This section is from the "The Ladies' Work-Table Book: Domestic Needlework in Nineteenth-Century America" book, by Margaret Vincent. Also available from Amazon: The Ladies' Work Table: Domestic Needlework in Nineteenth-Century America.
Netting is another employment, to which the attention of the fair has been directed from the remotest times. Specimens of Egyptian network, performed three thousand years since, are still in existence; and, from that time, the art, in connection with that of spinning flax, was there carried to its highest state of perfection. With these specimens, are preserved some of the needles anciently used in netting. They are to be found in one of the museums at Berlin. The Egyptian nets were made of flax, and were so fine and delicate, that according to Pliny, " they could pass through a small ring, and a single person could carry a sufficient number of them to surround a whole wood. Julius Lupus, while governor of Egypt, had some of these nets, each string of which consisted of one hundred and fifty threads." But even this fineness was far exceeded by the thread of a linen corslet, presented by Amasis, king of Egypt, to the Rhodians, the threads of which, as we learn from the same authority, were each composed of three hundred and sixty-five fibres. Herodotus also mentions a corslet of a similar texture.
In connection with other elegant female accomplishments, netting has continued to claim the attention of the ladies of Europe, in every advanced state of civilization, and, in the present day, is cultivated with considerable success. Netting was a favorite employment of the late Queen Charlotte, during the latter years of her life.
Take the mesh in the left hand, (having previously made a long loop with twine, and fixed it to any convenient support,) between the two first fingers and the thumb. The netting needle must be threaded with the material, and fastened by a knot to the long loop before spoken of, and the mesh must be held up as close as possible to this knot under the twine. The silk is to be held in the right hand between the fore finger and the thumb and must be passed under and around the left hand, so that the material may be formed into a slack loop, passing over all the fingers, except the little one. In this position, the silk must be held between the upper side of the mesh and the left-hand thumb, and the needle must be passed back, round the pin or mesh, allowing the material to form a larger loop, so as to include the little finger. The needle will thus be brought round,in front of the mesh, and must pass under the first loop, between the mesh and the fingers, and thus through the loop called the foundation loop, and thence over that portion of the material which goes backward for the purpose of forming the second loop. The needle must be kept in its position, till the right hand is so brought round as to be able to pull it through, and then the needle being drawn out and held in the right hand, the worker must disengage all the fingers of the left except the last, which is to retain its hold of the second loop, which was formed by passing the material round it. By means of this hold, retained by the little finger, the material is to be drawn to the mesh, and the knot thus formed be drawn tight to the foundation. This process is to be repeated, until a sufficient number of stitches are formed as are necessary, according to the width of the net desired. As the mesh is filled, some of the loops must be suffered to drop off; and when the row is completed, it must be drawn out, and a row of loops will be found suspended from the foundation by their respective knots, and moving freely onwards. The work is then to be turned over, which will cause the ends of the rows to be reversed; and in netting a second row, it will be done as before from left to right. In commencing the second, and all the succeeding rows, the mesh must be so placed as to come up close to the bottom of the preceeding row or loops, and the former process with the needle must be repeated. It will be needful, to have a sufficient quantity of material always wound on the needle, or otherwise it will not move freely round, as it is indispensible it should do.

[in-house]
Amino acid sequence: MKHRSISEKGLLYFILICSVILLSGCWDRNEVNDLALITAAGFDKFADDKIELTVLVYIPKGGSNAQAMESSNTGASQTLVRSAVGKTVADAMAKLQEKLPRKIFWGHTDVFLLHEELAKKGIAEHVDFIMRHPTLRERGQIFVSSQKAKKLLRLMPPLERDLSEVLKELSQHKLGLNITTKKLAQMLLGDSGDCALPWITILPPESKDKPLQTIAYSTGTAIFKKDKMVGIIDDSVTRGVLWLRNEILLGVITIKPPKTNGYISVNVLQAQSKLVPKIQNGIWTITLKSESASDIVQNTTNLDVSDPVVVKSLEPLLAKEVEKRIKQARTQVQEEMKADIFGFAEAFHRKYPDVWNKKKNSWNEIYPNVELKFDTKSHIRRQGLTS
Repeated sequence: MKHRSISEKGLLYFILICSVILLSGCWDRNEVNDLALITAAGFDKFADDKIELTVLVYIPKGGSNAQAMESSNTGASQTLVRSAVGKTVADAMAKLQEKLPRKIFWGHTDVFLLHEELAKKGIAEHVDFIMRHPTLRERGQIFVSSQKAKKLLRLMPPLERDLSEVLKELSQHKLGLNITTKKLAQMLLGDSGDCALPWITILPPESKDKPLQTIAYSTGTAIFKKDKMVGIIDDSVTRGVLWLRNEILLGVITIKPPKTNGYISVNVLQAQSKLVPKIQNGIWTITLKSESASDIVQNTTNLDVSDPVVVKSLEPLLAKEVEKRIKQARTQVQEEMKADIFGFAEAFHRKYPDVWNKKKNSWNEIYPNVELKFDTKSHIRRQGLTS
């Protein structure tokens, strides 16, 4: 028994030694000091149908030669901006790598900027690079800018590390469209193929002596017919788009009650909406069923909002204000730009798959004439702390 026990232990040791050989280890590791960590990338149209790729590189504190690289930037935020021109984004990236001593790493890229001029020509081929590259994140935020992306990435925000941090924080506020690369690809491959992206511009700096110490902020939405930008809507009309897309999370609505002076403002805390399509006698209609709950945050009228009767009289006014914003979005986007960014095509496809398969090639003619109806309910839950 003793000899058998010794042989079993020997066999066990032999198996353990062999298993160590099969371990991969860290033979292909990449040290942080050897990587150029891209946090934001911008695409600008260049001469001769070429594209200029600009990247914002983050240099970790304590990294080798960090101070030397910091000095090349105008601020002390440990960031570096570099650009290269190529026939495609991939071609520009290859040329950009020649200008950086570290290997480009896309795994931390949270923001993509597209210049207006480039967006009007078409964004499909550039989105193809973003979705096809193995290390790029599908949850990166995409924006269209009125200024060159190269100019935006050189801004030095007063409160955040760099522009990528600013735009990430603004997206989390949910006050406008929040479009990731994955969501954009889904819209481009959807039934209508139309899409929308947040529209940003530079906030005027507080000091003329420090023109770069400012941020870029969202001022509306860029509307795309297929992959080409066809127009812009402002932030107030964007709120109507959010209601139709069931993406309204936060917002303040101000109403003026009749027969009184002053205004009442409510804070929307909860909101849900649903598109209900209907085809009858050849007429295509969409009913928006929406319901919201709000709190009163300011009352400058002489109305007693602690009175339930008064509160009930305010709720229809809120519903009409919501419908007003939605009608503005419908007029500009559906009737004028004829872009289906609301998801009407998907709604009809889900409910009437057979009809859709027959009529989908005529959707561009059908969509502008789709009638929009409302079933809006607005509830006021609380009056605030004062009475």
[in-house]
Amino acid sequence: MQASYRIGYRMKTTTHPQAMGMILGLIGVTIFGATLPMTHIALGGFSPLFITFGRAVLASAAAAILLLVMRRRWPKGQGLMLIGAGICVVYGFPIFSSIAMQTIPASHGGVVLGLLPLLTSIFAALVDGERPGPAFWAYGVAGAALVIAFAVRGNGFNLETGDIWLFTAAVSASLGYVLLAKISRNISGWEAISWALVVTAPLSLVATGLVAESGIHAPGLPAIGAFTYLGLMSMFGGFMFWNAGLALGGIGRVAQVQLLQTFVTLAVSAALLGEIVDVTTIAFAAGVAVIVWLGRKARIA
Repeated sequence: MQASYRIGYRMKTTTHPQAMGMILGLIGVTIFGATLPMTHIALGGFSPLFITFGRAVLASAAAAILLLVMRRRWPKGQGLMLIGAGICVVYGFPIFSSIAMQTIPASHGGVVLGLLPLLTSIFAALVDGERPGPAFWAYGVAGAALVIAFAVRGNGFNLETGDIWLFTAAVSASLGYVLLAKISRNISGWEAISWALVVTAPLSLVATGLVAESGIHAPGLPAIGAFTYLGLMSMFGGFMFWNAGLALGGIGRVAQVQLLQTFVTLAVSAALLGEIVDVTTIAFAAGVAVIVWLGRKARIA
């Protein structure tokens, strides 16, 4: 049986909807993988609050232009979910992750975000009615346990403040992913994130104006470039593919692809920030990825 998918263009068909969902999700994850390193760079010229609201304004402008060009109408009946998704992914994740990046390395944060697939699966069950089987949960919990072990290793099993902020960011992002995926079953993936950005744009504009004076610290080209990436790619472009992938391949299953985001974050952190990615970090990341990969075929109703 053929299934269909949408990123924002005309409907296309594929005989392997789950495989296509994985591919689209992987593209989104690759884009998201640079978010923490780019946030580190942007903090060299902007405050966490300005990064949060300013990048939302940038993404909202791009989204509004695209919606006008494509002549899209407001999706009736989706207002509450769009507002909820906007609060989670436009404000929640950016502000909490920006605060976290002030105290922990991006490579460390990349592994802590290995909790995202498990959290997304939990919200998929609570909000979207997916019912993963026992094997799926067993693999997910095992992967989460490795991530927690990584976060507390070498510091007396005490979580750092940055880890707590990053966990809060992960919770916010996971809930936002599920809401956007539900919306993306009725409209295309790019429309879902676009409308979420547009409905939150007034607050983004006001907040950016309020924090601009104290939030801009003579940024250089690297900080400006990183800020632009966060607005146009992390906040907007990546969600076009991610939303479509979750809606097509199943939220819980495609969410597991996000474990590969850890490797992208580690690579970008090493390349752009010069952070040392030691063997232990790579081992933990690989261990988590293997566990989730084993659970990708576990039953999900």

To execute this stitch properly, requires care, but it is very ornamental. Beads of all kinds, may be introduced. In order to net with beads, you must procure a long taper darning needle: the stitch is as follows; string a bead upon the thread or silk you net with : this bead is to be brought to the front of the mesh, and held there until the knot is made; at the back of the mesh, bring the needle and thread, passing the point through the bead which is upon the front of the mesh. The needle and thread are then to be drawn through it, by which means the bead will be brought quite up to the knot just made. By working the beads in this manner, they will be kept stationary upon the thread, and so remain in their places, and impart much beauty to the work.